Chapter 1 Logic and foundations 1.1. Material implication The material implication “If A, then B” (or “A implies B”) can be thought of as the assertion “B is at least as true as A” (or equivalently, “A is at most as true as B”). This perspective sheds light on several facts about the material implication: (1) A falsehood implies anything (the principle of explosion). Indeed, any statement B is at least as true as a falsehood. By the same token, if the hypothesis of an implication fails, this reveals nothing about the conclusion. (2) Anything implies a truth. In particular, if the conclusion of an implication is true, this reveals nothing about the hypothesis. (3) Proofs by contradiction. If A is at most as true as a falsehood, then it is false. (4) Taking contrapositives. If B is at least as true as A, then A is at least as false as B. (5) “If and only if” is the same as logical equivalence. “A if and only if B” means that A and B are equally true. (6) Disjunction elimination. Given “If A, then C” and “If B, then C”, we can deduce “If (A or B), then C”, since if C is at least as true as A, and at least as true as B, then it is at least as true as either A or B. (7) The principle of mathematical induction. If P(0) is true, and each P(n + 1) is at least as true as P(n), then all of the P(n) are true. (Note, though, that if one is only 99% certain of each implication 1 http://dx.doi.org/10.1090/mbk/081/01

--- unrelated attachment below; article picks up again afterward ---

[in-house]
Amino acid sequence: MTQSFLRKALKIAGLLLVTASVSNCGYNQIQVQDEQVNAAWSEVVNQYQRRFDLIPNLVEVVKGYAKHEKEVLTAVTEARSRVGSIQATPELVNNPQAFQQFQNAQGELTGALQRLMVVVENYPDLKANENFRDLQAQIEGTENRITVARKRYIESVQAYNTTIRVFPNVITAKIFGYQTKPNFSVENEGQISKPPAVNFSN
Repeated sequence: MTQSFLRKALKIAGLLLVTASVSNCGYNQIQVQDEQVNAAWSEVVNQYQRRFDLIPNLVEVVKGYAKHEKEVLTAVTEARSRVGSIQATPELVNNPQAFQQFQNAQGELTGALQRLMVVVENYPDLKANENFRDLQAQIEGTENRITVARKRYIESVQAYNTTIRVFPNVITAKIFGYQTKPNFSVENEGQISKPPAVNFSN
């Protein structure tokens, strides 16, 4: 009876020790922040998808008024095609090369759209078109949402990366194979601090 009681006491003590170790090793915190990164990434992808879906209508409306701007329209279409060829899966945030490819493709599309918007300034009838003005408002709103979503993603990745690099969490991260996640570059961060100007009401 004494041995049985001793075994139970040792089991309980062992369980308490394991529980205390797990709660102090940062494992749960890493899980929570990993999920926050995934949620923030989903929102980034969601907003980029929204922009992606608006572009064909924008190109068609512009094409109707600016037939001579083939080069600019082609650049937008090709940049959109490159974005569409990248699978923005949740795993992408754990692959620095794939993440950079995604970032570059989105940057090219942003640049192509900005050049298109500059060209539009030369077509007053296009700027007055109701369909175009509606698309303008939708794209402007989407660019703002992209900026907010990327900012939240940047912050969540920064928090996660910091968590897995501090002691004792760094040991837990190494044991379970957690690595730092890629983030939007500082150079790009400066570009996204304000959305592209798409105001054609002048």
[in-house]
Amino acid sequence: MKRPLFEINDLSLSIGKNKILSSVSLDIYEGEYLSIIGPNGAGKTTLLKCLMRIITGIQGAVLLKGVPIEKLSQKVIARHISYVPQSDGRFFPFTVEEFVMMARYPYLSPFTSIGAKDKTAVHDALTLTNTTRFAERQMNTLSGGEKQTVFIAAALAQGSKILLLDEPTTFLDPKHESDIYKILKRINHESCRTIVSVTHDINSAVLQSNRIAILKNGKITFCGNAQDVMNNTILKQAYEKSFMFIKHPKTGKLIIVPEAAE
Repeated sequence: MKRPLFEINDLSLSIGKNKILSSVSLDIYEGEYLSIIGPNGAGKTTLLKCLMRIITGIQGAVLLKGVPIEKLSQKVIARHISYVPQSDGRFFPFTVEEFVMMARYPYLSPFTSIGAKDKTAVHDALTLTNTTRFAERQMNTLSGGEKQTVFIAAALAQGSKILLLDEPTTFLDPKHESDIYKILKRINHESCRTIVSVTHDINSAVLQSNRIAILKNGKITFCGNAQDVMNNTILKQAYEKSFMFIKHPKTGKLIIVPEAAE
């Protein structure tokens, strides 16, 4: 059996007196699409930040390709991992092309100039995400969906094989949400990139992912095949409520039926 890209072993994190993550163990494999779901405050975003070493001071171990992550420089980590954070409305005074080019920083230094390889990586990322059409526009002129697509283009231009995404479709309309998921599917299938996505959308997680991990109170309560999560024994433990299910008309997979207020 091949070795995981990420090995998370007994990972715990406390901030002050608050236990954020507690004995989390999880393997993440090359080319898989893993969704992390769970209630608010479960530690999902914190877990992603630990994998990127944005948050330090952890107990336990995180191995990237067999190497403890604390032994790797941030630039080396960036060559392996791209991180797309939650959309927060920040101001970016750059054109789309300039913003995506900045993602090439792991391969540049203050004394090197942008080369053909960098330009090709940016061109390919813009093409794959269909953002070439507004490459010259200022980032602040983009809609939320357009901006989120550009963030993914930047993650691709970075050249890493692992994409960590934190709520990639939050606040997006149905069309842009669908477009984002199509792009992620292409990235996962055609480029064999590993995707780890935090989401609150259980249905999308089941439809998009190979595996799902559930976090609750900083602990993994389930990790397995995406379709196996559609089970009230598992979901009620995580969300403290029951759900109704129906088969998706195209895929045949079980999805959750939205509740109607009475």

Purchased from American Mathematical Society for the exclusive use of nofirst nolast (email unknown) Copyright 2013 American Mathematical Society. Duplication prohibited. Please report unauthorized use to cust-serv@ams.org. Thank You! Your purchase supports the AMS' mission, programs, and services for the mathematical community.